Social media may have played a more significant role behind closed doors in the United Auto Workers (UAW) union negotiations. As those negotiations have proceeded — including newly-announced walkouts at GM and Ford — union members might not have a sense of what sort of discussions their leaders were having around the table. However, members of the union, and the corporations the union is challenging, received what purported to be a look behind the curtain when screenshots from a private social media group were leaked to the media.

“The news of the leaks highlights the increasing role that social media communications can play in negotiations that used to take place behind closed doors,” said Mike Horning, associate professor of multimedia journalism at Virginia Tech’s School of Communication. “All social platforms can now play a disruptive role in those processes and can even influence how those negotiations play out.”

Horning answered questions about the role such leaks can serve moving forward.

Q: Were the leaks from the private chat in X (formerly known as Twitter) helpful or harmful to the UAW cause?

“The leaks can be looked at in two ways. They provide automakers with some ammunition to argue that the UAW hasn't been serious about the negotiations. And they can observe that these leaks suggest that negotiations haven't been done in good faith. But these leaks also show that there may have been an intended strategy on the part of the UAW all along to draw negotiations out for what they say as the best results.”

Q: Are these leaks consistent with a new role for social media in union negotiations?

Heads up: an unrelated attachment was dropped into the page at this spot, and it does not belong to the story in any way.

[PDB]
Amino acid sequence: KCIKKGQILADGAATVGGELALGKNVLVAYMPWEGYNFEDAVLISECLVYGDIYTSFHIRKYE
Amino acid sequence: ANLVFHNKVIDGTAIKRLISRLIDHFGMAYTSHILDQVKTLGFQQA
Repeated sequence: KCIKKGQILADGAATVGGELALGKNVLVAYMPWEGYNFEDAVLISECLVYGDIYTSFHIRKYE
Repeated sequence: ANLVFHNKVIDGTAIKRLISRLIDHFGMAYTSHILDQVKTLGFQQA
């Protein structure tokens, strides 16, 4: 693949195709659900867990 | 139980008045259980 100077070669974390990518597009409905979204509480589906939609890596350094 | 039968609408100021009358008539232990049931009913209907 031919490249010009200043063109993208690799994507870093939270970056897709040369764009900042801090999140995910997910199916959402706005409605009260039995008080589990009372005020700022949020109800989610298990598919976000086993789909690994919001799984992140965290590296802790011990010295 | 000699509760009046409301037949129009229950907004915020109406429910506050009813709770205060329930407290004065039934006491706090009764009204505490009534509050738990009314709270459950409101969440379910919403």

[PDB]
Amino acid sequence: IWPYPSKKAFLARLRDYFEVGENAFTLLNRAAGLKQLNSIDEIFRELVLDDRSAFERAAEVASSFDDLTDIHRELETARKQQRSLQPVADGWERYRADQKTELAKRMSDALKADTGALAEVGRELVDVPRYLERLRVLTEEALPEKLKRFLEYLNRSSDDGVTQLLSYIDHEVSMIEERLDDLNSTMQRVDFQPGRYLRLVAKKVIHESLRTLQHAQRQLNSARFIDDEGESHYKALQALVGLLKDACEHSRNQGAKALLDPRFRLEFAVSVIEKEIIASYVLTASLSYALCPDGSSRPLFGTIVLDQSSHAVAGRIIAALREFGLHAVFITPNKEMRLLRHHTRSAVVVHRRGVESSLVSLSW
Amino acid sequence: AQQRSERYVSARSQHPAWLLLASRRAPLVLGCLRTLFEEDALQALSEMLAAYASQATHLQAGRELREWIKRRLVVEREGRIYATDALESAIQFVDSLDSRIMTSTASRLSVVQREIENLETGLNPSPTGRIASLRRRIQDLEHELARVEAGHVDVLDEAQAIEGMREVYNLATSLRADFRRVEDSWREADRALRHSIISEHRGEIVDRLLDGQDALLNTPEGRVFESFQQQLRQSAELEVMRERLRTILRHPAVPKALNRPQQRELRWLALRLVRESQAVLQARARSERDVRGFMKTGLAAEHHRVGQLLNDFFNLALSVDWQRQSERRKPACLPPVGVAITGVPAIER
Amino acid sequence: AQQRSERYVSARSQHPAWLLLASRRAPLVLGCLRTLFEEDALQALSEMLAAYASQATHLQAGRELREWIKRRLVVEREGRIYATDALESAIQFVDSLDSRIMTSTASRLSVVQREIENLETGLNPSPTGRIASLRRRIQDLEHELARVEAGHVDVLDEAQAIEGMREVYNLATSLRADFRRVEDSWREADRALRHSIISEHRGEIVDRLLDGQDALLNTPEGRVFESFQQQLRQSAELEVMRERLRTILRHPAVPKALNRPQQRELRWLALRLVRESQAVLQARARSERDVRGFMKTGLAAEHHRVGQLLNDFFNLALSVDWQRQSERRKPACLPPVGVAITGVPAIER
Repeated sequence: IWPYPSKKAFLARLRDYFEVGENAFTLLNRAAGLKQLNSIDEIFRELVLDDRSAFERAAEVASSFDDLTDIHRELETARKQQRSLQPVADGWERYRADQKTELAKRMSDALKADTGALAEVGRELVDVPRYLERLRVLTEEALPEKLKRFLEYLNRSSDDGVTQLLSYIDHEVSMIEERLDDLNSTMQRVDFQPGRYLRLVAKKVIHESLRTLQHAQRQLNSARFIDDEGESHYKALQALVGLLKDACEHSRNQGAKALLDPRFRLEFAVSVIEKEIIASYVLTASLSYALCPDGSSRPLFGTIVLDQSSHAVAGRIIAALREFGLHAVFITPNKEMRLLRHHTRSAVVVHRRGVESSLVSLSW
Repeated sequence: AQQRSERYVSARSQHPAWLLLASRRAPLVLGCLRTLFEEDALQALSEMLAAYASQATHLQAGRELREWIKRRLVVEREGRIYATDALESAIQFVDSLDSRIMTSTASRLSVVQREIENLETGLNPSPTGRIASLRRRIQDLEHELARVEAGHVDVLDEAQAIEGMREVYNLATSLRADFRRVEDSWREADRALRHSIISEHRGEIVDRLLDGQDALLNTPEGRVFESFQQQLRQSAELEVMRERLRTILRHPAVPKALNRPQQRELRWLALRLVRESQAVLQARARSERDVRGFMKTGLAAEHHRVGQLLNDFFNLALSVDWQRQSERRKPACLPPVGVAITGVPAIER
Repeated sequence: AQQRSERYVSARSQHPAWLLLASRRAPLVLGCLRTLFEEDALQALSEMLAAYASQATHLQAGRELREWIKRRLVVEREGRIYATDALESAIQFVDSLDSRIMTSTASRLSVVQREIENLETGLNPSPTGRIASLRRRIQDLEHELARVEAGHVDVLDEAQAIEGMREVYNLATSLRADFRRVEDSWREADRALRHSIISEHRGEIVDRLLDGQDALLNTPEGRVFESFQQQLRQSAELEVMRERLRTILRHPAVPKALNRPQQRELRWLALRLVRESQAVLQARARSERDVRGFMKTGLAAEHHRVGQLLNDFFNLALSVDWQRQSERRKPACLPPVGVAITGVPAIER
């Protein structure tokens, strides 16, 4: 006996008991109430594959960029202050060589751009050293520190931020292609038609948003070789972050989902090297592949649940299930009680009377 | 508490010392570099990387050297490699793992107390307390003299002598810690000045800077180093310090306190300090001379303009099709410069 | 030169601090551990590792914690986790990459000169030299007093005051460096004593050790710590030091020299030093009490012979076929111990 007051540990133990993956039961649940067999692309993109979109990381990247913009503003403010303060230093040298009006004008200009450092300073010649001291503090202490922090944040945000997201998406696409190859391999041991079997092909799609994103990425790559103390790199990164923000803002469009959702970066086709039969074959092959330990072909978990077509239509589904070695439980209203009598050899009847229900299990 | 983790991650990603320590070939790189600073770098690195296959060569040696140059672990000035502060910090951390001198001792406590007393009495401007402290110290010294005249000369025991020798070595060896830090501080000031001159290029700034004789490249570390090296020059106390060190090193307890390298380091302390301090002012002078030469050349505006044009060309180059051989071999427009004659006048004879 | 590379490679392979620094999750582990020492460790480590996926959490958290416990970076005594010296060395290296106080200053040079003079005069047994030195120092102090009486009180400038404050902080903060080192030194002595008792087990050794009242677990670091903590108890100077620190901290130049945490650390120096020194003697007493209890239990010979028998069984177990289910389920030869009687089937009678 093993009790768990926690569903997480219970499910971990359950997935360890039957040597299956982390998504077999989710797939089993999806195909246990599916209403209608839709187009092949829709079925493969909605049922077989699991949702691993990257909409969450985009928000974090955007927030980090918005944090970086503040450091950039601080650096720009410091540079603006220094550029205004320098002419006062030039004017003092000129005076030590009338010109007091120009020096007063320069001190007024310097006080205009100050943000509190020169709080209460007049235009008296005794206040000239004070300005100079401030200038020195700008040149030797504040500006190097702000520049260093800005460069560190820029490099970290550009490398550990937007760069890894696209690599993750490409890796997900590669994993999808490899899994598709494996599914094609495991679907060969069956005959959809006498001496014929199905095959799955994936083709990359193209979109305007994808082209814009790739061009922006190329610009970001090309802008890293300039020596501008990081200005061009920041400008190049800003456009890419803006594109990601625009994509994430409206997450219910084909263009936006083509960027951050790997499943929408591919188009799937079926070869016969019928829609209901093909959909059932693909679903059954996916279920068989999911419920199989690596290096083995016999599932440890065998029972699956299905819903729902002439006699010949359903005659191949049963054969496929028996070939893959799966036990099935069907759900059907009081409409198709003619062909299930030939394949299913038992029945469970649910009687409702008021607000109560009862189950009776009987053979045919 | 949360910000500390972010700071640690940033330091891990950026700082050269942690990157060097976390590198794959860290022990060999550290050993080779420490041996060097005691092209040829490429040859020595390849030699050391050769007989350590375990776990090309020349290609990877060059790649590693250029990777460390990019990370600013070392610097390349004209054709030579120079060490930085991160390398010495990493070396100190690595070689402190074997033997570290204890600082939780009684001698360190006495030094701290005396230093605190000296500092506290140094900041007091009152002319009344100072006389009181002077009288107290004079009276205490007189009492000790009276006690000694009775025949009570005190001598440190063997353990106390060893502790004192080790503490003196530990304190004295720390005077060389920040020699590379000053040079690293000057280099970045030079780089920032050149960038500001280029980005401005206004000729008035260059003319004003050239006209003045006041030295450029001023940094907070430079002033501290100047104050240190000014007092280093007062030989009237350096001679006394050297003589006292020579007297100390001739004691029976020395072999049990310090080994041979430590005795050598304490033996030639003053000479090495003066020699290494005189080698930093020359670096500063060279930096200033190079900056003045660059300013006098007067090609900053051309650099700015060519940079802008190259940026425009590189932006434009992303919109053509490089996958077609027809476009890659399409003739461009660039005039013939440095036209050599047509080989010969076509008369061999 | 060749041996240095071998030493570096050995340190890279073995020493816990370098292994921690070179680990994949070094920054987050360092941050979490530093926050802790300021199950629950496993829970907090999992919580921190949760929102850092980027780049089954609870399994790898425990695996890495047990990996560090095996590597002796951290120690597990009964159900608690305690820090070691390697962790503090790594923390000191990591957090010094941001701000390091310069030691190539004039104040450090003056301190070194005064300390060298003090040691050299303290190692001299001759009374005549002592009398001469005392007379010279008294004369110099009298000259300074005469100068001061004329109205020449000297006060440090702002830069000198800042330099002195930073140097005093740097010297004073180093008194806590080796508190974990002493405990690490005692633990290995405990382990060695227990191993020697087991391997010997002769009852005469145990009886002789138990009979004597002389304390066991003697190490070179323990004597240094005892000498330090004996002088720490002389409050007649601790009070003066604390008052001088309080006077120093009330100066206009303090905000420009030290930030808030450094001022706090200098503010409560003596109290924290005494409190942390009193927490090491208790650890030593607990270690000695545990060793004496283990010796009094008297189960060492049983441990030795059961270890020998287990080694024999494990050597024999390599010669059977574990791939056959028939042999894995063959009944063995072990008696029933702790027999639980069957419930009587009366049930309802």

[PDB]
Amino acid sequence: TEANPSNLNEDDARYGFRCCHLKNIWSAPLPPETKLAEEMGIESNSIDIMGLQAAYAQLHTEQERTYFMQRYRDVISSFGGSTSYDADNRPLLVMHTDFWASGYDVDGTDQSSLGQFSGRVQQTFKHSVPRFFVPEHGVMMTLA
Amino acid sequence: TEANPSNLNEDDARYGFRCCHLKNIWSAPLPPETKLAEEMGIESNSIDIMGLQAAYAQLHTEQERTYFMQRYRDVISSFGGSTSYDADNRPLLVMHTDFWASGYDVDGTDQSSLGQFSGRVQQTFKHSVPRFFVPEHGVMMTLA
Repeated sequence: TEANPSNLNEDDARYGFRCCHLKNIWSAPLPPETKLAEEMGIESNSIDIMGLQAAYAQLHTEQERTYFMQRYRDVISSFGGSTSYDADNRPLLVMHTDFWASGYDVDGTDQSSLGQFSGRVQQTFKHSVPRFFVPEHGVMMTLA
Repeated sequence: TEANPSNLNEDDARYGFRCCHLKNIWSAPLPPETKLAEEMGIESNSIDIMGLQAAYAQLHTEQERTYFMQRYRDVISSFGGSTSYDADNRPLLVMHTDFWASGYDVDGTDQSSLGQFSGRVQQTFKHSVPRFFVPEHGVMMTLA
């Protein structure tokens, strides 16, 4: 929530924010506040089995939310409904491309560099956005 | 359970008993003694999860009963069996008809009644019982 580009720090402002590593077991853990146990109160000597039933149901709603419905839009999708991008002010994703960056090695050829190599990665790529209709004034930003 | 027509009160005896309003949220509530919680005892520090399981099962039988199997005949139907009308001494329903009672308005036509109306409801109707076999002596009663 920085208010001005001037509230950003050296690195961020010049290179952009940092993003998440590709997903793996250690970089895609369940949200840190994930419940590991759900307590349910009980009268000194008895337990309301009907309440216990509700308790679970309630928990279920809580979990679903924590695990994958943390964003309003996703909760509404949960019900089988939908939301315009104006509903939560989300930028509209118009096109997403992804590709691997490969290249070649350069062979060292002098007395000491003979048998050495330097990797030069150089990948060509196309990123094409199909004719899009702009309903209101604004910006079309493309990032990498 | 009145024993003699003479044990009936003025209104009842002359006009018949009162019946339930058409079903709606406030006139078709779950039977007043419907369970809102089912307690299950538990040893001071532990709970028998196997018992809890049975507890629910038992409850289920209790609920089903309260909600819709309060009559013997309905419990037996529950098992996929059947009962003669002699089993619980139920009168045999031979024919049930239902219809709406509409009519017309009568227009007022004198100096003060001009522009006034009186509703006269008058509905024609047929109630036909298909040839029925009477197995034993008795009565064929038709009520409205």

“It's an interesting case study on how social media might be used to circumvent traditional means of communication in a union. Normally negotiations happen behind closed doors and workers aren't aware of the larger tactics being used. However, the leaked messages perhaps provide rallying points for UAW workers, letting them know of long-term plans for the strikes, to be systematically disruptive, creating chaos and confusion for automakers.”  

Q: Could there be anything strategic about the content of the leaks?

“It’s difficult to know whether those leaks were intentional or not. The UAW has said publicly that it would make its negotiations public, which isn't typically how such things are done. That indicates that they would use new strategies in their bargaining. So in that sense, using social media to leak messages that could influence public opinion, especially those of union workers, may be part of that process.”

Q: Do the leaks highlight any particular dangers for media group communications?

“Any internal communications that are taking place on a social platform will be susceptible to leaks, so anyone using such methods should have a strategy for dealing with them when they occur.”  

About Horning   

Mike Horning is an associate professor of multimedia journalism in the Virginia Tech School of Communication. His research examines how communication technologies impact social attitudes and behaviors, with a current focus on the impact of “fake news” and misinformation on our democratic processes. His expertise has been featured in The Hill, on Sinclair Broadcast Group, and in a number of other media outlets. Read more about him here. 

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